"It's one thing getting the lens and the camera, but then you have to build the rig around it, which took months. Then we got the beta 60fps EOS VR Utility software [compatible with high quality RAW files]," he says. "There is no point in shooting ballet in anything under 60fps, because the whole point of virtual reality is that you want it to fool the human brain. The software is incredibly clever – we couldn't have done anything without it."

When it comes to shooting in VR, there is no better camera for the job than the EOS R5 C, says Clive. "There aren't many cameras that can shoot 12-bit 8K Cinema RAW Light at 60fps for 50 minutes non-stop," he says. "That camera is absolutely faultless."

There were challenges for Regan, who had to adapt her dancing style for the shoot. "I used more front and back movements than side to side, because you can capture a wider range of motion," she explains. "The biggest thing was making sure that I used my front and back as much as I possibly could, so that the depth of the movement would travel in a really impactful way."

Immersive sound was also important to Clive, who used an Ambisonic microphone, made up of four directional mics to create what he describes as a "bubble of sound" (spatial audio). "Ambisonic audio creates a sound bubble around the camera – it's a visceral experience, as it locks the sound to the picture," he adds. "That's really important to learn."

Tom Rogers, creative digital producer at Birmingham Royal Ballet, has worked closely with Clive in the past. "There's a magic backstage in the wings and on stage that is really hard to replicate with conventional film," he explains. "I think through virtual reality we've managed to capture the essence of that intimacy and that magic."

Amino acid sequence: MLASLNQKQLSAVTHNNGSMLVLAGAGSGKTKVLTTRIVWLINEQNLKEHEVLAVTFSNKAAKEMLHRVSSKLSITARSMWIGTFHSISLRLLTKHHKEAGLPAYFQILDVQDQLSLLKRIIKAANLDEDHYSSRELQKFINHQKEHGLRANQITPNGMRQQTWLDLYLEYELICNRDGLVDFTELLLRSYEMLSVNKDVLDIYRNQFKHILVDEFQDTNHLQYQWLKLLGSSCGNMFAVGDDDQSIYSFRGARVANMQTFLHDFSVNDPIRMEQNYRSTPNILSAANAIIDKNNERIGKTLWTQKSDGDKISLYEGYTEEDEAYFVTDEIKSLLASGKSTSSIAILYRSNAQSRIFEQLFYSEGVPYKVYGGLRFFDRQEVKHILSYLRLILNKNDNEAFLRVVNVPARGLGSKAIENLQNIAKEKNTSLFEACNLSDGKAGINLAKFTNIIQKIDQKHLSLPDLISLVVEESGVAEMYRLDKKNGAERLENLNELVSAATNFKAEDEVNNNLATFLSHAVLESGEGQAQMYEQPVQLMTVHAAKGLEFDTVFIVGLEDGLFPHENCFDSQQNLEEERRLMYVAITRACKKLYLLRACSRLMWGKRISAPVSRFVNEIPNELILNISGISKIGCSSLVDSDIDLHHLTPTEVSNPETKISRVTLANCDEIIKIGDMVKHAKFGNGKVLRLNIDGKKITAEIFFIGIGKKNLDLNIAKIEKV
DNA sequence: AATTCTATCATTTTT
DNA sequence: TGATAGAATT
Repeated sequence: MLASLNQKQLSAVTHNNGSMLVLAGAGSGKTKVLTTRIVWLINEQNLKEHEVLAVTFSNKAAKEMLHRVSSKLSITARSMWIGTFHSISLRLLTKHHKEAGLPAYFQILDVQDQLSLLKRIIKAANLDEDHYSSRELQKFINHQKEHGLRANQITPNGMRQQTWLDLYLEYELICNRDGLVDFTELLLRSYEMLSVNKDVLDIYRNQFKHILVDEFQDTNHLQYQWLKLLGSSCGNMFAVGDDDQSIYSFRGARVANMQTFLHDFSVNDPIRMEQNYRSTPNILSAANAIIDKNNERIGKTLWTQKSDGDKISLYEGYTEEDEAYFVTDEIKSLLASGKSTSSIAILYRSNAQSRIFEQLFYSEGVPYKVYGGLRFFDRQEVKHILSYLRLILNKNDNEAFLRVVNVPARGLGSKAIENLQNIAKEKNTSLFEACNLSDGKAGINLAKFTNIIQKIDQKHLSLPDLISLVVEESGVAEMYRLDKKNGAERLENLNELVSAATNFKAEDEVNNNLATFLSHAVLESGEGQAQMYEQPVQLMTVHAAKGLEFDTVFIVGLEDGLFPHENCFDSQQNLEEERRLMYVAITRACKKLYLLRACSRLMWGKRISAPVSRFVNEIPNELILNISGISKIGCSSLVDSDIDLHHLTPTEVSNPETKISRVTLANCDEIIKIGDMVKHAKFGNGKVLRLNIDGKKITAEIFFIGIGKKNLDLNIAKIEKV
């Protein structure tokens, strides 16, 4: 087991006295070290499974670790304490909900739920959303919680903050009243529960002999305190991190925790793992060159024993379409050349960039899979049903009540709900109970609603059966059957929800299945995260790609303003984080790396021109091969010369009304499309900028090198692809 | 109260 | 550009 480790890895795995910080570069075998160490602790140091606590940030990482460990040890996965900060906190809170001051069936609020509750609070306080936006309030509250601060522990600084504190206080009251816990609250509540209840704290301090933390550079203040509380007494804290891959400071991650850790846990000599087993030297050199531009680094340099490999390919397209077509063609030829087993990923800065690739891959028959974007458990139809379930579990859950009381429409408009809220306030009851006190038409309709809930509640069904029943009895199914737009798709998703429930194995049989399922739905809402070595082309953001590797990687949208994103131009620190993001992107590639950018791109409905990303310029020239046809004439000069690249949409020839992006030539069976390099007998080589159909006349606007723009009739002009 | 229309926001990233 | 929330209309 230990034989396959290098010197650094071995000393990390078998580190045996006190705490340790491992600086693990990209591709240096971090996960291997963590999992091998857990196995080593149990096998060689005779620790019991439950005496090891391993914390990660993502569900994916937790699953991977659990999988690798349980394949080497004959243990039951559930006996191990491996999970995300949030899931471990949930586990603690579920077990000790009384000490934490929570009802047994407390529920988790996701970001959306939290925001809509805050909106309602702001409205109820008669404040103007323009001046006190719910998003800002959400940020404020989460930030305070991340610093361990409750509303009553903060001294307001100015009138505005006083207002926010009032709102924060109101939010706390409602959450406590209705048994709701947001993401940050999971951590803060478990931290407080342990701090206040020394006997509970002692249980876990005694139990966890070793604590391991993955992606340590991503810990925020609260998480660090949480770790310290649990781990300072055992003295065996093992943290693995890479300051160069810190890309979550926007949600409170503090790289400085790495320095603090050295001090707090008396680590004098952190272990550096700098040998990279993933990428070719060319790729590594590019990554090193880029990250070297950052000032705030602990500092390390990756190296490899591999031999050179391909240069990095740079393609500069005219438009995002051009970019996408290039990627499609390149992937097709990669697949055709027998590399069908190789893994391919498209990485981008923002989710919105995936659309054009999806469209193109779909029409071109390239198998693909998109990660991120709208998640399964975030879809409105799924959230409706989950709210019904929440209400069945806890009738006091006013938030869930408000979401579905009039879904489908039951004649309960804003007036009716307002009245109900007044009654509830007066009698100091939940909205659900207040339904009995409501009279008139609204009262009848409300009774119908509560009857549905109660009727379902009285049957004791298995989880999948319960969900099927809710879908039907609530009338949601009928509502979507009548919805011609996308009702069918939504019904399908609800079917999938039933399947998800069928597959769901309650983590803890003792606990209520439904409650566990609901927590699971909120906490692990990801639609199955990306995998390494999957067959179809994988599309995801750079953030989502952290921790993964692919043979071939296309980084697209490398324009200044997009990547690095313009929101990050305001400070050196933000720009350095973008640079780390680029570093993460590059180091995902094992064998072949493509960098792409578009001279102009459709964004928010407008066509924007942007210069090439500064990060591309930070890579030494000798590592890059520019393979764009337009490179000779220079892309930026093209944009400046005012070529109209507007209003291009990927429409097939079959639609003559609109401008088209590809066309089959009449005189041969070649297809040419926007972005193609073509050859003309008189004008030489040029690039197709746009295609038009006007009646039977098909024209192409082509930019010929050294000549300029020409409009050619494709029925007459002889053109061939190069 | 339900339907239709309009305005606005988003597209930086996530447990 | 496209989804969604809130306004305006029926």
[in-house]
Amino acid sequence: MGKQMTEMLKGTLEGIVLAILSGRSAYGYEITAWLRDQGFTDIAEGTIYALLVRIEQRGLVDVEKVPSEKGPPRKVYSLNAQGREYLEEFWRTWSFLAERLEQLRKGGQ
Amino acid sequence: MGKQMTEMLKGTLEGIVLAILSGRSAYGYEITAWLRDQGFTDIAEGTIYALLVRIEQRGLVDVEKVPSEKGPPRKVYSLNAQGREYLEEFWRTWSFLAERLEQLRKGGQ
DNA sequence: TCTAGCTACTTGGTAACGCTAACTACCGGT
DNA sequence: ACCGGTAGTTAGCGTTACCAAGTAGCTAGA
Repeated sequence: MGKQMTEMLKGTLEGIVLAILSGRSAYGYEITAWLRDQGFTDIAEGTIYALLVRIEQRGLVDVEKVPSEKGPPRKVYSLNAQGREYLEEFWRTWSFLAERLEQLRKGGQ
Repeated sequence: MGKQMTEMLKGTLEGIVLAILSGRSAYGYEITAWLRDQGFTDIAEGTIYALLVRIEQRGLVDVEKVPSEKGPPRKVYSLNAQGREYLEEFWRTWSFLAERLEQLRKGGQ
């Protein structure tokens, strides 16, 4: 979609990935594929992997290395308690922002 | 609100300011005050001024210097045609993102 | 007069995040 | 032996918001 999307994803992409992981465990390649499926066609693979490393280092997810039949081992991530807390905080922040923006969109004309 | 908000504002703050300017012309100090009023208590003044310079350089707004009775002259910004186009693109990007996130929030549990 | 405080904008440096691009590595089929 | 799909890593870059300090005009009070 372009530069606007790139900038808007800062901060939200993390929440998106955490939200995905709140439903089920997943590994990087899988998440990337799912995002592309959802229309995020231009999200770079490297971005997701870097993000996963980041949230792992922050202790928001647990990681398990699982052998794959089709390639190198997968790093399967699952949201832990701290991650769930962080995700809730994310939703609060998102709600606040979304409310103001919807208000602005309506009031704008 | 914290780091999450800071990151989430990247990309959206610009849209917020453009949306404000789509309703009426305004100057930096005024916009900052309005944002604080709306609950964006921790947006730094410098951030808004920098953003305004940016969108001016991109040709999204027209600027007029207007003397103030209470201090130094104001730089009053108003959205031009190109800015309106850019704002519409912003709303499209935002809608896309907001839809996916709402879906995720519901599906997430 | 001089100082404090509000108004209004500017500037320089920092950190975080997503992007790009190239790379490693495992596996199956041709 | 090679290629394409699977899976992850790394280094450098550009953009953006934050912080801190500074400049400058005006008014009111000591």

A person looks at a viewing monitor and laptop screen, both showing dual fisheye images of ballet dancers.

The edit

Editing VR video is very different to editing conventional video, explains Clive. "In VR, you have to transport somebody to another location, so you put in very slow dissolves and slow fades to black. We kept the camera static and at a lower level, to reflect the fact that you watch ballet from a seated position."

Shooting 8K RAW generates gigabytes of data and converting that data to the equirectangular format for VR viewing and editing generates terabytes of data – fortunately, the conversion process is handled efficiently by Canon's EOS VR Utility software. "We were shooting with three cameras simultaneously for up to 40 minutes at a time, which is a huge amount of data," says Clive. "But once we got that software, the results were amazing. The amount of data we were managing, as well as editing in 8K – it's incredible how technology has moved on."

"The lens has captured a lot of people's imaginations. It's been really exciting."

RF 5.2mm F2.8L DUAL FISHEYE-BRB-Main Film-H264-EM.mp4

The final cut

The project simply wouldn't have been possible without Canon's VR lens, says Tom. "The technology is incredible, and the lens has captured a lot of people's imaginations. It's been really exciting."

An early adopter of new technology, Clive was eager to see the project through himself. "When I came into it, I thought I'm going to rig it, shoot it, edit and post-produce it," he explains.

Clive says that one of the most rewarding elements of this project was having the creative freedom to shoot the VR video how he wanted, despite having to learn a lot of new techniques along the way.

"We were using the best equipment, the best software, and the subject matter was incredible," he says. "Seeing the footage was one of those moments that I will never forget. I thought, 'this is the future'."

• Discover how filmmaker Martin Bissig shot immersive 3D VR videos with Canon's dual fisheye lens.